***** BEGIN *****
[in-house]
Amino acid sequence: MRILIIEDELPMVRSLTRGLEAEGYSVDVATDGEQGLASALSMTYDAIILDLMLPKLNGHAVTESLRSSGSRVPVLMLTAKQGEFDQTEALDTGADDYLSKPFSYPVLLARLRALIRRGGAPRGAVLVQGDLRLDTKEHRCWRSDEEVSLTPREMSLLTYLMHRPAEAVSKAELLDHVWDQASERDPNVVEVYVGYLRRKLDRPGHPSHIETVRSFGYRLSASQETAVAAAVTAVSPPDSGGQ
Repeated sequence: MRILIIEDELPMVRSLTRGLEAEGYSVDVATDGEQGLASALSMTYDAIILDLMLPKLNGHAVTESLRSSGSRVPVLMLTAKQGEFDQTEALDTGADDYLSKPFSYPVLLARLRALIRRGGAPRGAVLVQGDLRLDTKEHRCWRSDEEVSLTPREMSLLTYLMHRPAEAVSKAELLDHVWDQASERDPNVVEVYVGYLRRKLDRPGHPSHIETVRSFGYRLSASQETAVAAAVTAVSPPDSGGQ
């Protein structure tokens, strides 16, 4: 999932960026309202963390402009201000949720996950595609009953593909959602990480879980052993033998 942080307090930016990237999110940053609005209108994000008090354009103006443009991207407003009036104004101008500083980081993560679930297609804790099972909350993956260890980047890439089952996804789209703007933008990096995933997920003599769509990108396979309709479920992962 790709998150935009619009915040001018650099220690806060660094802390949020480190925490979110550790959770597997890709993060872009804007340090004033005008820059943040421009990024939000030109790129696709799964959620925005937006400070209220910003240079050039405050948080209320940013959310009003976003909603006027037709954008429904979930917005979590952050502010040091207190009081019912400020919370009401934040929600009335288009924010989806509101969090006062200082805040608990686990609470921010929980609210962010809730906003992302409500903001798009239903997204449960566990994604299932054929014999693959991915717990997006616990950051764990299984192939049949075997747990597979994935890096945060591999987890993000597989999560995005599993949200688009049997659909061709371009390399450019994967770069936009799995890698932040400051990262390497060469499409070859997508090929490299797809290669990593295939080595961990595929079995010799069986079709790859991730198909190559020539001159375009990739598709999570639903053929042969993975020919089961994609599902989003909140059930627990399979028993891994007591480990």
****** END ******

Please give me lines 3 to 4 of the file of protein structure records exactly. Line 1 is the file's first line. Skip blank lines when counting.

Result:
Repeated sequence: MRILIIEDELPMVRSLTRGLEAEGYSVDVATDGEQGLASALSMTYDAIILDLMLPKLNGHAVTESLRSSGSRVPVLMLTAKQGEFDQTEALDTGADDYLSKPFSYPVLLARLRALIRRGGAPRGAVLVQGDLRLDTKEHRCWRSDEEVSLTPREMSLLTYLMHRPAEAVSKAELLDHVWDQASERDPNVVEVYVGYLRRKLDRPGHPSHIETVRSFGYRLSASQETAVAAAVTAVSPPDSGGQ
């Protein structure tokens, strides 16, 4: 999932960026309202963390402009201000949720996950595609009953593909959602990480879980052993033998 942080307090930016990237999110940053609005209108994000008090354009103006443009991207407003009036104004101008500083980081993560679930297609804790099972909350993956260890980047890439089952996804789209703007933008990096995933997920003599769509990108396979309709479920992962 790709998150935009619009915040001018650099220690806060660094802390949020480190925490979110550790959770597997890709993060872009804007340090004033005008820059943040421009990024939000030109790129696709799964959620925005937006400070209220910003240079050039405050948080209320940013959310009003976003909603006027037709954008429904979930917005979590952050502010040091207190009081019912400020919370009401934040929600009335288009924010989806509101969090006062200082805040608990686990609470921010929980609210962010809730906003992302409500903001798009239903997204449960566990994604299932054929014999693959991915717990997006616990950051764990299984192939049949075997747990597979994935890096945060591999987890993000597989999560995005599993949200688009049997659909061709371009390399450019994967770069936009799995890698932040400051990262390497060469499409070859997508090929490299797809290669990593295939080595961990595929079995010799069986079709790859991730198909190559020539001159375009990739598709999570639903053929042969993975020919089961994609599902989003909140059930627990399979028993891994007591480990």